One Simple Trick To Achieve Overnight Success In Just Three Years

Success, or at least the way we perceive it, is quite a tricky phenomenon these days. Media consumption is part of daily life for most of us, whether it’s through a television, smartphone, tablet, or at a gas pump. It seems like everyday there is a new pop star or starlet gracing these screens, with their screaming fans in tow.

It’s really easy to think that these people came out of nowhere, rocketed to stardom, and were made into an overnight success.

But this situation rarely exists, for a multitude of reasons–but yes–every now and then someone that hasn’t done much does get famous overnight, but that’s usually about as long as it lasts.

There are several thoughts I have around this and what is actually happening when it comes to fame and fortune.

Fame that is quickly attained most often disappears equally fast.

Imagine you go from living a relatively normal life to suddenly having the attention of millions of people. Getting a lot of attention for a moment isn’t actually all that hard–it’s keeping it that’s the trick. It’s nearly impossible to maintain a momentum you never had to begin with.

People often wish for big jumps in “success” but aren’t ready for it.

For example, if you are terrible at managing your money while making $50,000 per year, why on earth would you think that life would get easier making $500,000? It’s likely that you’ll simply buy things that are 10x as expensive and make 10x more expensive of mistakes. Much of life is setup to foster mistakes and learning experiences as we grow into higher incomes, allowing us to make mistakes.

The same goes for things like an email list–if you have 100 people on your list and it makes you anxious to have a few people unsubscribe every time you send out an email, but wish you were able to suddenly get 100,000 people on your email list, what do you think would actually happen? It’s likely that you’d be so anxious about losing potentially thousands of people that you’d never even send an email out. The big numbers don’t come until we’re truly ready for it.

Lots of people had leaked sex tapes–but Kim Kardashian turned hers into a global empire over the following years. Very few people can do what she did, whether it was through the people she surrounded herself with or under her own merit. I’d say it’s a sign of great business sense to surround yourself with capable people, rather than just try to be capable yourself.

It is daily practice and growth that prepares us for lasting success.

Opportunities are often not easy to come by, but they are there. The key, is being able to deliver as soon as the opportunity presents itself. Having the tools to be able to say, “Yes” and then figure it out later based on your knowledge of past experiences. It is this ability that allows you to excel to higher levels than you’ve ever been at before.

If you’re not practiced, or if you haven’t put in your hours, you likely won’t be able to deliver when those opportunities arise. It’s as simple as that. A slow burning rise will last much longer than one that happens seemingly overnight.

Instagram and Homogenization Of Culture

I’ve been sitting in a cafe looking out onto a downtown Chicago street, watching people pass by and trying to think what to write about for the last hour and a half. As I watch hundreds of people walk by, I can’t help but notice something–almost everybody looks similar, within their chosen “performance of self” categories as they do in Minneapolis.

I’ve noticed the same thing during recent trips to Los Angeles and New York.

Now, I’m certainly no sartorialist myself, but I can’t help but think about why this might be. With the age of the internet and mobile devices, specifically apps like Instagram, we’re seeing a broader perspective than we ever have before. We’re getting a direct feed from people all over the world as to what they think is cool and interesting.

Location is no longer a consideration when it comes to fashion, as you could see a really interesting outfit worn by a guy in Japan while scrolling through Instagram on your lunch break. If it is deemed worthy by Instagram’s algorithms, then tens of thousands of people will see that same image all over the world.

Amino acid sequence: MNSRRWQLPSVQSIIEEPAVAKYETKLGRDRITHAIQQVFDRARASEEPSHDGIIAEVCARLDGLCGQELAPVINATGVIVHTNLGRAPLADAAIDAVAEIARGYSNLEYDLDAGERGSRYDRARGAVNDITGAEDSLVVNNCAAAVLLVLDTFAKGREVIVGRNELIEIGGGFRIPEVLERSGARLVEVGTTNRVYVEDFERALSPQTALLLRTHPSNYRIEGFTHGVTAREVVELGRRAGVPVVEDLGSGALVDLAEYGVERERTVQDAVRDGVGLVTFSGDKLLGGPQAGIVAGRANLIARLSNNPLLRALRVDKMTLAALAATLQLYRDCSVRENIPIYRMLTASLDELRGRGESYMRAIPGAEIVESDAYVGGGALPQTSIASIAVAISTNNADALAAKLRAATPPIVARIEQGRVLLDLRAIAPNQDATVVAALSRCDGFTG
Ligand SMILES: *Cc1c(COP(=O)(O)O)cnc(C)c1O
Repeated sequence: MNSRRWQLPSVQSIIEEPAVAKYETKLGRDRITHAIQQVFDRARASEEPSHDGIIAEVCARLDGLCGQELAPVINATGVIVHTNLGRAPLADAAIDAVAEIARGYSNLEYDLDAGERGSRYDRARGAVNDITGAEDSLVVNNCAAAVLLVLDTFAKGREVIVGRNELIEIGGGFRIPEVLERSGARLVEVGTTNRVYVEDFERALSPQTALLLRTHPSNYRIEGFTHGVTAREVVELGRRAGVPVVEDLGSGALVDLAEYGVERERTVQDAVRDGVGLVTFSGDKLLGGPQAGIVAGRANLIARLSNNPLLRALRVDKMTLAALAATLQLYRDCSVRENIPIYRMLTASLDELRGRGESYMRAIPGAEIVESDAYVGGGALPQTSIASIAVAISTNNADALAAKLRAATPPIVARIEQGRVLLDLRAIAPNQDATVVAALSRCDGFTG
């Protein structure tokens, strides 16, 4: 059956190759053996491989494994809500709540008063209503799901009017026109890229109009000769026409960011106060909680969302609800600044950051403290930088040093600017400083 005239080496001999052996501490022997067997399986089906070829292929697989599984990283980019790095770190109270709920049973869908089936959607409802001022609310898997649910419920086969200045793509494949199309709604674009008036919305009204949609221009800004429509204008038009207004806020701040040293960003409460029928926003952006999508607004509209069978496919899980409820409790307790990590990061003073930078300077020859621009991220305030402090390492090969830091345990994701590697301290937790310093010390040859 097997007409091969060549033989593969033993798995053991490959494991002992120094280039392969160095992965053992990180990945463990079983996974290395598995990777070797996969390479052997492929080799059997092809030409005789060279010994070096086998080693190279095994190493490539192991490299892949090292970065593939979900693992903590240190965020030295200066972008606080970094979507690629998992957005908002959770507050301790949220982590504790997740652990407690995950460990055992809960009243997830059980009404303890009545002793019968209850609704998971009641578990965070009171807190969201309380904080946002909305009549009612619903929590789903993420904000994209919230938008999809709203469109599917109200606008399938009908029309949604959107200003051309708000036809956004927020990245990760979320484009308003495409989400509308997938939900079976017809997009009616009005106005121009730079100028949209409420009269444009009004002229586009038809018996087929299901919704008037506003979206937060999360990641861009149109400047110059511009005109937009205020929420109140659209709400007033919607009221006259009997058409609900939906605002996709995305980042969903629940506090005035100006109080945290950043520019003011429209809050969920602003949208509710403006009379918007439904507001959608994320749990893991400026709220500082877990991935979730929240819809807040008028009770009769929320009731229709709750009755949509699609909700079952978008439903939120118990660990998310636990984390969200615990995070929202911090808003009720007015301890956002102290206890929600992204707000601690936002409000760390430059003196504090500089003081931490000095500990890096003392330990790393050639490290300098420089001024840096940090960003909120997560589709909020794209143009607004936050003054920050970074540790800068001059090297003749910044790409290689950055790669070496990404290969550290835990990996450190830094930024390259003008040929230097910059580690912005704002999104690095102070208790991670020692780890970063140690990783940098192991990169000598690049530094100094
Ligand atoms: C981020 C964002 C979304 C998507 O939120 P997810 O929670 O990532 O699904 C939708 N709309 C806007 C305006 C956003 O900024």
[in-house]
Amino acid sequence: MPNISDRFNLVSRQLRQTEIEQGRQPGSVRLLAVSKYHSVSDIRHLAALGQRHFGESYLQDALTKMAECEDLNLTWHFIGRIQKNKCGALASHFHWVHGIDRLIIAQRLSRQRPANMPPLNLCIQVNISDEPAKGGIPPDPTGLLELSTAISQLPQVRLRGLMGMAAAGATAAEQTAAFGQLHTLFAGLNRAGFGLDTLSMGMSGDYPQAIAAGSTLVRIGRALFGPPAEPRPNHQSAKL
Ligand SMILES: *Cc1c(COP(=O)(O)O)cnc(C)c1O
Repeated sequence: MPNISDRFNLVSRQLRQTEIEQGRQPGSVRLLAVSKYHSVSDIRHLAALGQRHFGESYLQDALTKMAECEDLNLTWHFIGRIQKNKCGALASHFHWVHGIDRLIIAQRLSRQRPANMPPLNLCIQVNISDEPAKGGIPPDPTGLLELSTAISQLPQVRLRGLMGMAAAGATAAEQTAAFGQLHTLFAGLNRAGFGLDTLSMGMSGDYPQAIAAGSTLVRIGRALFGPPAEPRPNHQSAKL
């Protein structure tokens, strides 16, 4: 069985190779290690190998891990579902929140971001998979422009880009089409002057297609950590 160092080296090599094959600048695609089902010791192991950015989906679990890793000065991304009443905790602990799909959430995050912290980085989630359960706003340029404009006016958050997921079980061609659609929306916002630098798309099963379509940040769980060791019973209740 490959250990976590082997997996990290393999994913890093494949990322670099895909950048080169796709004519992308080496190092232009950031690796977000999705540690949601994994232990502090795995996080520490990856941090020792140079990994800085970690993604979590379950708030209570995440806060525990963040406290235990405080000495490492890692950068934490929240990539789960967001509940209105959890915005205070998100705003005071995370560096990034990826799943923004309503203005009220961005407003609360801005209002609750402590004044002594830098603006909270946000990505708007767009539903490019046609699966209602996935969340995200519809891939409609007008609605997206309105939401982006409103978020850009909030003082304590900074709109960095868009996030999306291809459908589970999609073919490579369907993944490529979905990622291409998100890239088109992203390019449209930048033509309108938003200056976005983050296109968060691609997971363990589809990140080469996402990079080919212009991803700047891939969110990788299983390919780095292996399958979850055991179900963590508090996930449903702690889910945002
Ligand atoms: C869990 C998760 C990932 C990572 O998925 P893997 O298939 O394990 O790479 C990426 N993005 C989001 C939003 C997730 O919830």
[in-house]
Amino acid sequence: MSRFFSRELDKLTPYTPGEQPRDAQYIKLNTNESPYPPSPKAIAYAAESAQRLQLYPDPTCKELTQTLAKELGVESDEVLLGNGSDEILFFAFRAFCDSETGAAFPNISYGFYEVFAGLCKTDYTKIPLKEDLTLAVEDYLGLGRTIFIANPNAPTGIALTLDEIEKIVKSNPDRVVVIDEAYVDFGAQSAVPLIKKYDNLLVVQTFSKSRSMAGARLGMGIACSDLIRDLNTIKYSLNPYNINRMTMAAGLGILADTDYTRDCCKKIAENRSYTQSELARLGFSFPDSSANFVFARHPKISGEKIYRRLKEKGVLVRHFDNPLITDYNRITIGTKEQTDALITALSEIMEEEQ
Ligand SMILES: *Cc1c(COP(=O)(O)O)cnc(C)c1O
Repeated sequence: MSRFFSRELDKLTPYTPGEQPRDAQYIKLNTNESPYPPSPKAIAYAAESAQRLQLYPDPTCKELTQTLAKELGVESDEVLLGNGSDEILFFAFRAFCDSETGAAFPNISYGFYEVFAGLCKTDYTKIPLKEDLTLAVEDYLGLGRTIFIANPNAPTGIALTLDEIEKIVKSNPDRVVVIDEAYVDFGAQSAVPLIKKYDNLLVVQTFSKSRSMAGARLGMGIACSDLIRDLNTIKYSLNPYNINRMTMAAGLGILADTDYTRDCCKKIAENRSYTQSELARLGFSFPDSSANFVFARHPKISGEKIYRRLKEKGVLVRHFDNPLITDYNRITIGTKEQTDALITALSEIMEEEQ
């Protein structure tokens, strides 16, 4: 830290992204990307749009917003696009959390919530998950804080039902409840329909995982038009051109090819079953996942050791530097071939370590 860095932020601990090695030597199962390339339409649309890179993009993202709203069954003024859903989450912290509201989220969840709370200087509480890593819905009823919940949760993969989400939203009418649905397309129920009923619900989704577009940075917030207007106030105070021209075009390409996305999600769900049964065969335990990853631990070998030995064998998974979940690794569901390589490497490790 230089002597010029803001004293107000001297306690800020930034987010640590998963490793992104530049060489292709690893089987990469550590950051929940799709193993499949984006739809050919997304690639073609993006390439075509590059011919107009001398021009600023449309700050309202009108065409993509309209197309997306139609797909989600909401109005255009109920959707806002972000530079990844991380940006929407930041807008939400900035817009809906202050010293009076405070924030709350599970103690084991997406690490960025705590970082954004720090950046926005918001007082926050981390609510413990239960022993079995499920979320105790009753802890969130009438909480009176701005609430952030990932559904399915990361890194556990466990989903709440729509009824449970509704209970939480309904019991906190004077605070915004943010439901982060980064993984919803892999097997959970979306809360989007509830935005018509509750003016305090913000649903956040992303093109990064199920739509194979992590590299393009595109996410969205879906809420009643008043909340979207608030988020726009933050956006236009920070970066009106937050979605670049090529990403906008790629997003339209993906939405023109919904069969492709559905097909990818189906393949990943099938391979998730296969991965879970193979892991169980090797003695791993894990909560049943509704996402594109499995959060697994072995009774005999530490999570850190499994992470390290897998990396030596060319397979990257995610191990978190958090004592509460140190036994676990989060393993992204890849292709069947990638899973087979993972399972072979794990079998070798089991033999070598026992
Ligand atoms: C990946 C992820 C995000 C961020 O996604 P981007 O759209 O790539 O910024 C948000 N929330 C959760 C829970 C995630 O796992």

While inspiration likely previously came from traveling, or perhaps just walking down your own block and seeing what your friends were wearing, we’ve centralized a place where the coolest trends can exist. Where around the world, if something is cool, it can instantly be picked up in New York, Los Angeles, or wherever.

It seems to me that this would kill the phenomenon of regionalized style–Los Angeles having a “look” that is different from New York, or even Japan.

But as our feeds become filled with references from around the world, we become influenced by all of the same things. It becomes like one giant neighborhood where people get to experience and see what they like and want to imitate.

I would imagine that this substantially reduces the number of different styles in different regional areas as everyone has access to every different region now, and instead of dressing a certain way because our friends, neighbors, or community dresses that way, we can reflect what we see at much higher level.

In terms of business, I find this interesting because it provides a marketplace where companies could potentially tap into a global market instead of being more of a niche market–the trends will change as time goes along, just as fashion always has. But now the market for that type of fashion is massive, created by the centralized model of Instagram.

This also means that in terms of a broader market, more companies have to compete within the broader categories, looking for ways to stand out from other labels, etc. I find this particularly interesting with the trend towards no/low branding on apparel. The giant Abercrombie logo on t-shirts is generally found to be tacky now and most modern clothing only subtly features branding of that type.

Perhaps a small pelican logo or something like that. In a way, this might drive fast fashion, cheaply made clothing that costs less than competitors, as people try to find a way to stand out while still buying clothing that generally looks like this centralized, world-wide style.

I have to question whether this will have the same affect on culture in general, I imagine that it will. As we’re all able to see and access aspects of world culture through our phones, we naturally will adapt certain aspects of those cultures.

In 100 years will this mean that we are a global culture, as we become more connected across the continents and eventually unify as a single species? I’m not sure, but I can tell you that there are a whole lot of people that look a lot alike walking past this window I’m looking out of.